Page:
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October 17, 2021 | Doug Sauder
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“This will be written for the generation to come, that a people yet to be created may praise the LORD.”—Psalm 102:18 (NKJV)
King David and his psalms—they are quintessential masterpieces. Nothing else written has ever captured the plight of the human psyche or delved deeper into the heart of God than David’s journaled thoughts. They are cataloged for us in tidy chapters, but the framework of David’s life can be missed by simply beginning with the first psalm. That framework is extraordinary and helps support what I’d like to propose to you today: journaling.
But first, let’s do some reading. Look at David’s first psalm–not the one that begins the Book of Psalms, but the first one he wrote—Psalm 59. If possible, read it aloud to yourself. Okay, now turn to Psalm 37, the last one he wrote. Read that. See any differences? Any similarities?
What stands out to me is David began both by writing about his enemies or evildoers. But there is a contrast to what he conveys. His first psalm (59) implores God to rescue him from his enemies. In his last psalm (37), David advocates to “not fret because of evildoers.” Go back and forth between these two works and see what stands out to you. I wish I could be there when you do! I hope you’ll see the evolution of not David the king, but of David a man after God’s own heart.
You might be wondering what any of this has to do with journaling. Well, David’s psalms are journals of sorts. They are divinely inspired, but they also reflect the events of David’s days, the circumstances he faced, his struggles, fears, joys, his hallelujahs, and his defeats. And can’t we all relate to that? And haven’t his writings inspired generations to praise the Lord?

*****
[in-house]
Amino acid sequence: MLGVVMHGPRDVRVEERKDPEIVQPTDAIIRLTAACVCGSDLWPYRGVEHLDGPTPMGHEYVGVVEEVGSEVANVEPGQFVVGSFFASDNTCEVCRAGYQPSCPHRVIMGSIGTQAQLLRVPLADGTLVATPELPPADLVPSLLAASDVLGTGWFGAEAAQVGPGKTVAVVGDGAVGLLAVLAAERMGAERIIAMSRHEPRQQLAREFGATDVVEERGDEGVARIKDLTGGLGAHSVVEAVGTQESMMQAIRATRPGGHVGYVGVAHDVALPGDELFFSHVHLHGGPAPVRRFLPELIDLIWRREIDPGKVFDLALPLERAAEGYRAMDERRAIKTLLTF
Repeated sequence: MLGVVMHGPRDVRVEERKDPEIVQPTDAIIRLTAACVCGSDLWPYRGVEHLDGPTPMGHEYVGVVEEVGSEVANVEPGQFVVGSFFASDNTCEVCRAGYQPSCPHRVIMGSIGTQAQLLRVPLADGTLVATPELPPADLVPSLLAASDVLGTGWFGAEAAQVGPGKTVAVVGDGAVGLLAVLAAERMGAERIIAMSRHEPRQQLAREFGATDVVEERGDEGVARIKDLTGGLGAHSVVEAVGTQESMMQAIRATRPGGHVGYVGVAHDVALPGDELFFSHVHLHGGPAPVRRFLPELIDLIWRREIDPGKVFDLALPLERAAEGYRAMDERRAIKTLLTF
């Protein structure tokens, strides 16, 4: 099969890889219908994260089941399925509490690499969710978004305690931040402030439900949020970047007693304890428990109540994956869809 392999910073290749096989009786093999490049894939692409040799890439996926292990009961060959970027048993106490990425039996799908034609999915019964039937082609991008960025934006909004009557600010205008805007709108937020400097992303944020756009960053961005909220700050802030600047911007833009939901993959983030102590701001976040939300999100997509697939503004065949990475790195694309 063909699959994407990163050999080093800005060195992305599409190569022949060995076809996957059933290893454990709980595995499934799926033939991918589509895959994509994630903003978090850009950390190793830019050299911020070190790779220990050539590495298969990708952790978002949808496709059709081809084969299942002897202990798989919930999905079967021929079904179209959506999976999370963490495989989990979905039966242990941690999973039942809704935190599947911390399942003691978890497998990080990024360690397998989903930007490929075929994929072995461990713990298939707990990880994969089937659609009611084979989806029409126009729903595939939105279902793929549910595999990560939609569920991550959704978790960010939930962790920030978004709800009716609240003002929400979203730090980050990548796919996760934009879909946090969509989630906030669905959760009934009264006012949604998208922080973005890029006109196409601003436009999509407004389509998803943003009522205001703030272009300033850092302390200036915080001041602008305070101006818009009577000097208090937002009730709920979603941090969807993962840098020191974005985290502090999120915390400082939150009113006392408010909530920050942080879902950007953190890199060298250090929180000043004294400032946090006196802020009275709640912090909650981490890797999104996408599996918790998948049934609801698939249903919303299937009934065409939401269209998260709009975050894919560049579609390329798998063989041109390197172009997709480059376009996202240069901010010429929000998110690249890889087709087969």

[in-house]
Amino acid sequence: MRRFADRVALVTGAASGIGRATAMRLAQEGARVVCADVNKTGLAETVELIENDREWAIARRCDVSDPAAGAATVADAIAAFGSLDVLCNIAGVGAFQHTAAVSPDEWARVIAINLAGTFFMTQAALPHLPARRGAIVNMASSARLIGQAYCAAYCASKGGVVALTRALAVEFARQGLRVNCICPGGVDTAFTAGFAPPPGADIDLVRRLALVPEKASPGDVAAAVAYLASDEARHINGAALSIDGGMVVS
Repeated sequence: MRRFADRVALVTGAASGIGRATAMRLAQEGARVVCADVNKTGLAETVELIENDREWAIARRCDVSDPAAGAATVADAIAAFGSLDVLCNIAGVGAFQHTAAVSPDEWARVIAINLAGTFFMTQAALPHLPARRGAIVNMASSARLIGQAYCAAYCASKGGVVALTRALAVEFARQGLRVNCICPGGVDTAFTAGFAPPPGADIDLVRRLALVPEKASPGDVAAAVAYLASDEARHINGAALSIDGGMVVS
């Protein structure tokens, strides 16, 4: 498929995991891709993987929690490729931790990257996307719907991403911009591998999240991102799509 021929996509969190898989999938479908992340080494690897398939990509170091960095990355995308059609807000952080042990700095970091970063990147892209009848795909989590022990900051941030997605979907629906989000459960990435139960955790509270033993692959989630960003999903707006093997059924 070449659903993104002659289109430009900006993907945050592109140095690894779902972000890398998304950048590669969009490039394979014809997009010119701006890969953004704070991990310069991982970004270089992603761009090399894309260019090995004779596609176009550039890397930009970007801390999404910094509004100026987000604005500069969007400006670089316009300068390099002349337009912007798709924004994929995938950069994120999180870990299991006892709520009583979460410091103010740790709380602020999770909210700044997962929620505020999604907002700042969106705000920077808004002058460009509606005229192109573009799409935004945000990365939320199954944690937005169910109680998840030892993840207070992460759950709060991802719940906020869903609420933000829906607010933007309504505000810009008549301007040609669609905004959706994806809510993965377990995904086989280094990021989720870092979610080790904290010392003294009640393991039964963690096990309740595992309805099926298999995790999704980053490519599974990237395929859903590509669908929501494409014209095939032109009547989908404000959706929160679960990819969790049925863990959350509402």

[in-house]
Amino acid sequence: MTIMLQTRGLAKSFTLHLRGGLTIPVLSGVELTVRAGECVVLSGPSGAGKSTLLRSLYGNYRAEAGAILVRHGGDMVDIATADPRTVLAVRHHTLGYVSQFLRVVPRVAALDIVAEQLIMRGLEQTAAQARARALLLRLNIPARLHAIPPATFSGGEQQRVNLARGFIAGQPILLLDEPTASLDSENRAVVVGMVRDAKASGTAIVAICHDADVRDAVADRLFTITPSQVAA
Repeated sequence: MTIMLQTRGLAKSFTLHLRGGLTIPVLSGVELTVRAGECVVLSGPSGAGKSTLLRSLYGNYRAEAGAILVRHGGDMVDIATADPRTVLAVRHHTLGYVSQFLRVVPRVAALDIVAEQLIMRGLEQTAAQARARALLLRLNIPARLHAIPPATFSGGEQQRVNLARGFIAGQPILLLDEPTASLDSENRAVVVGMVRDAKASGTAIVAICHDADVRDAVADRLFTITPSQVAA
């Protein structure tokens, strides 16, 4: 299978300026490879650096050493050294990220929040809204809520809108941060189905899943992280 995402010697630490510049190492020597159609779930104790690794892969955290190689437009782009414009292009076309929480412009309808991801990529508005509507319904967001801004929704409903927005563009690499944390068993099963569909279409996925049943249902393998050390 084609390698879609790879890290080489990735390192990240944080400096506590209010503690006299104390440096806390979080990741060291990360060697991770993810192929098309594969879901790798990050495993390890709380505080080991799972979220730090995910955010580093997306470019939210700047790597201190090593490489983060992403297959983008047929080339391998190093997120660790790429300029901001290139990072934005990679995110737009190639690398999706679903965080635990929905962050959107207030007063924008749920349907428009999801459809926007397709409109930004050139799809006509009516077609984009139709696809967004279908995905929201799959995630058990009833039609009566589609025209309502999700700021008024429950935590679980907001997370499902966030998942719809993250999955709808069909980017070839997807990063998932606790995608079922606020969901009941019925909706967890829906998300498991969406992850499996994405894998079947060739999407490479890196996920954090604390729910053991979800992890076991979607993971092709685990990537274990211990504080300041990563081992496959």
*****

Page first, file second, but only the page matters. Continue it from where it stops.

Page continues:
If you journal, that’s wonderful. If you don’t, please consider starting. Whether it’s a few notes in your Bible that respond to God or even a little heart next to a favorite verse, it’s a personal way to engage with what you read, record how you feel, pray through circumstances, and trace your spiritual journey. It’s an interactive experience you don’t want to miss.
You don’t have to write a quintessential masterpiece to get the most out of journaling. It’s simply a way to connect with God and witness your spiritual growth from one page to the next. Journaling is a work in progress, just like David and just like us. It’s never perfect—it doesn’t have to be. Its only focus is your time with Jesus.
PAUSE: What are some ways journaling connects you to the Lord?
PRACTICE: Journaling doesn’t have to be only notes or highlights in your Bible. You can write love letters to God, create poetry, or write your own personal devotions. If you already journal, think of something new to try.
PRAY: Lord, I’m absolutely overwhelmed by Your love letter to the world; how You used people just like me to write Your story. Father, as I read and study Your Word, I ask for insights I can jot down and revelation I can record to enhance my relationship with You and to help others who might read what I wrote to praise You. Amen.
Lisa Supp lives in Utah and has served within the CCFL Web and Prayer Ministry since 2011. She also volunteers as an editor on the CCFL Prayer Wall and is a writer on the Communications Team. Retired from teaching, Lisa and her husband Ron volunteer at their local Calvary Chapel and share a passion for Scripture, apologetics, and education.